For the women by the women

Campaign poster of Priya Rajashekhar in Besant Nagar, Chennai.

With most women candidates ever in the fray, local body elections in Chennai saw focus on women’s safety

By Rishika Singh

For Priya Rajashekhar (55), a candidate for the urban local body elections in Chennai due on February 19, a recent event illustrates why the reservation of seats does not necessarily translate into meaningful change for women.

Rajashekhar recalled the wife of a local politician, a “dummy candidate”, who had contested from a reserved seat. When asked who she would vote for, she had responded with her husband’s name, forgetting that she was the one contesting the elections.

“That is why our appeal has been that give us a chance,” she said.

The 2022 urban local body elections, due on February 19, will see women candidates contest at least 50% of the total seats for the first time. This is due to a 2016 law on the reservation of seats passed by the Tamil Nadu government. 

Independent women candidates like Rajashekhar want to make a mark, with a focus on local issues of sanitation, garbage collection, water stagnation during rains, etc.

However, along with these issues that differ slightly ward-to-ward, women candidates are mindful of the need for improving safety for women in public spaces for their own areas.

Rajashekhar has lived in Besant Nagar for around three decades. Of late, a cause of concern is men who loiter at night near the residents’ houses. She said that men come from outside the area in a drunken state and harass women.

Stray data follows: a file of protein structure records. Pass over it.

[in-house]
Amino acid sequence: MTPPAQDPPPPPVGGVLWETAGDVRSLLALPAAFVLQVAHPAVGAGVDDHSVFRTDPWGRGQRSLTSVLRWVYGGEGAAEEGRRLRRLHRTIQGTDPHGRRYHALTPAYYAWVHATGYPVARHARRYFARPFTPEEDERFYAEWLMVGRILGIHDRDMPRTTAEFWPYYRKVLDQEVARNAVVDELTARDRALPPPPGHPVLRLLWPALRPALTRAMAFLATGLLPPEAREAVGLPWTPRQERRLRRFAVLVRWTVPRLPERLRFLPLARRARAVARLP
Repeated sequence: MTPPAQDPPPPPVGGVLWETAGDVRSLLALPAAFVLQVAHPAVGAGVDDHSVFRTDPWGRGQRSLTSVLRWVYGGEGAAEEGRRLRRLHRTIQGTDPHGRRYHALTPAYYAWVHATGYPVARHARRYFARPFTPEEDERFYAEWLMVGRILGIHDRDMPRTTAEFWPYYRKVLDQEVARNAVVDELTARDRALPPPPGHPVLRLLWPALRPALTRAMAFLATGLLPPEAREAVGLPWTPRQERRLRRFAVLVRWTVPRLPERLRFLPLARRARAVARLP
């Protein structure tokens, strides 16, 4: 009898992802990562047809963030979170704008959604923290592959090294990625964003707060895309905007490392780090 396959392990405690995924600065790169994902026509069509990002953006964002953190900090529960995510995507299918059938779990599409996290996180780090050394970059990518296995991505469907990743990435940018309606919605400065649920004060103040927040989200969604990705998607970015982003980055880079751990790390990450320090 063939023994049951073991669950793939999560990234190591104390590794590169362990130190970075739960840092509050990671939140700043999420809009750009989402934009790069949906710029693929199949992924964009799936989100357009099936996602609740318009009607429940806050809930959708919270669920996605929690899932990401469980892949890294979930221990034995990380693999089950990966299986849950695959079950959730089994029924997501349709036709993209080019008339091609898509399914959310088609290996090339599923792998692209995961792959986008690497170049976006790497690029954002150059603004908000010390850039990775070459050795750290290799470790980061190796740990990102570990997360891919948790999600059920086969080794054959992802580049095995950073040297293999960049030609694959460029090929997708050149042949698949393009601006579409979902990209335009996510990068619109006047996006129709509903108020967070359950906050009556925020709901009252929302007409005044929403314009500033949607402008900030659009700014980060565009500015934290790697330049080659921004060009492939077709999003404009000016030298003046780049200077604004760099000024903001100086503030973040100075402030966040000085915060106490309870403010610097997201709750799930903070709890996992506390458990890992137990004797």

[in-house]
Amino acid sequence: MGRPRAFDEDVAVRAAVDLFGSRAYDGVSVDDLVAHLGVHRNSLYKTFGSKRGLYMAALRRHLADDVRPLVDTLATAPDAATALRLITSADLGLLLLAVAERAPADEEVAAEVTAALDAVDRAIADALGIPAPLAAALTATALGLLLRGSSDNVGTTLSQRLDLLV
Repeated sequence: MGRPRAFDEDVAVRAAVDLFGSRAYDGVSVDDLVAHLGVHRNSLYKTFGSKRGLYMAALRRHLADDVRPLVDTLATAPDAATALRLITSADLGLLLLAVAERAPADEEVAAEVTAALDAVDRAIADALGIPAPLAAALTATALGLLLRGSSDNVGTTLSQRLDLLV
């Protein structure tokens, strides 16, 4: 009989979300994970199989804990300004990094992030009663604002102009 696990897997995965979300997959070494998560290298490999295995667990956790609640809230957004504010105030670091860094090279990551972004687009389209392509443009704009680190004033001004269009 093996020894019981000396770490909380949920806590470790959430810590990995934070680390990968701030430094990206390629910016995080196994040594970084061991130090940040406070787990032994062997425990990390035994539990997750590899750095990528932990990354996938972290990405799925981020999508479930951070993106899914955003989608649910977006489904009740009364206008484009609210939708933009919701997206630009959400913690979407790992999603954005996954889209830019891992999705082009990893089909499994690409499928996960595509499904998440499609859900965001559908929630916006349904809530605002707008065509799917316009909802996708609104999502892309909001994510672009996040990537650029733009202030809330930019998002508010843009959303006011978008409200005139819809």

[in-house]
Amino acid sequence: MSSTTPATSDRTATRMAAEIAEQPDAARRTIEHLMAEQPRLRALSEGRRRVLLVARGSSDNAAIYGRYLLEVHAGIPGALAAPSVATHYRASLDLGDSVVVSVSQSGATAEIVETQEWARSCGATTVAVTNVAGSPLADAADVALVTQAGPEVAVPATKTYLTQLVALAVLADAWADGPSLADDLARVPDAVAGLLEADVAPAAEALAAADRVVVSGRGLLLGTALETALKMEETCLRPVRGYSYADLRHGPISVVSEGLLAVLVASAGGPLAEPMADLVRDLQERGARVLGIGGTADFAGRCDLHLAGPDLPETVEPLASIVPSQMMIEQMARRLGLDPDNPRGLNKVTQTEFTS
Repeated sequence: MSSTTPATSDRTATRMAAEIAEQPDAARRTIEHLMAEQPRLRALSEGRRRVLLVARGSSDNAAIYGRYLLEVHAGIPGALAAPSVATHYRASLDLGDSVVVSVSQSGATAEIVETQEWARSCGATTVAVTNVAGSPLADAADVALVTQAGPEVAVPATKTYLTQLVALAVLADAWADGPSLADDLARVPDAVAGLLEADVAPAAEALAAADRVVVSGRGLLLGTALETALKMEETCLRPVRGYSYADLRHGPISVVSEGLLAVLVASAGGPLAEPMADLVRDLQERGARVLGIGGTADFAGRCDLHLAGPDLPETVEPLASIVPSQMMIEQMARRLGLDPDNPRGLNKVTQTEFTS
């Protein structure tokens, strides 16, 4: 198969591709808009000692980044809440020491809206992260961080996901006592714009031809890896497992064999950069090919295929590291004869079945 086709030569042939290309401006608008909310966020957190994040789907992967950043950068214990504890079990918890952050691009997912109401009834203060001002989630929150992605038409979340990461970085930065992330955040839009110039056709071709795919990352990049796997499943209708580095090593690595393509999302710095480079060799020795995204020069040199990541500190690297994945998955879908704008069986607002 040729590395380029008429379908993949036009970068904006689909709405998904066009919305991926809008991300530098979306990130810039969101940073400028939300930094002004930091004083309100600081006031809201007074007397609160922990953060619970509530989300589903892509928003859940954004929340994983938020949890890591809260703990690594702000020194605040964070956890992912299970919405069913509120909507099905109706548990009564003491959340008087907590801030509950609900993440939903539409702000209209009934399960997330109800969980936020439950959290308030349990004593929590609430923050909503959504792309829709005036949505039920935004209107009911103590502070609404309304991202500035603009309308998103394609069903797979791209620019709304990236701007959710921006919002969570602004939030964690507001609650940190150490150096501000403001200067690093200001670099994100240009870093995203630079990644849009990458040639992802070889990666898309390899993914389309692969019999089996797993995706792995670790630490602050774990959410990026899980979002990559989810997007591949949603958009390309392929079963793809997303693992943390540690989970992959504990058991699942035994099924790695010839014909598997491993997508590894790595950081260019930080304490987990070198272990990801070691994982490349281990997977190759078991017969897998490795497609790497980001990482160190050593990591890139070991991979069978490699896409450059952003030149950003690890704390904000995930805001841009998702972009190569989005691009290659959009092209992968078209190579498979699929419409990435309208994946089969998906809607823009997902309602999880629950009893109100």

“We need CCTV cameras installed, and their maintenance needs to be done. We have only 48 cameras here so far. Police patrolling needs to be strict because while a police post exists right here, they are ineffective in addressing this problem.”

She has been a member of the Residents Welfare Association also and is adamant about getting work done, regardless of whether she gets elected. Her campaigning so far has involved building a social media presence and going door-to-door.

“Most parties have money behind them, so they give voters 500 rupees and make them vote for themselves, but if I do the same then what is the difference between them and me? I tell the people that I will do the work worth that much and more, over the next five years,” she said.

The last day of campaigning witnessed autos hired by the big political parties blaring campaign songs on loudspeakers, flyers being tossed into houses, and walls covered with stickers and posters of various candidates. 

But another independent candidate, the 94-year-old Kamakshi Subramaniyan from Besant Nagar, was not too bothered about the noise and focused on what she liked this time around.

Subramaniyan’s campaign material.

“I think it is a very encouraging thing,” she said, of the fact that more women than ever are contesting the polls. “But at the same time we will need to see how they work, and they should work.”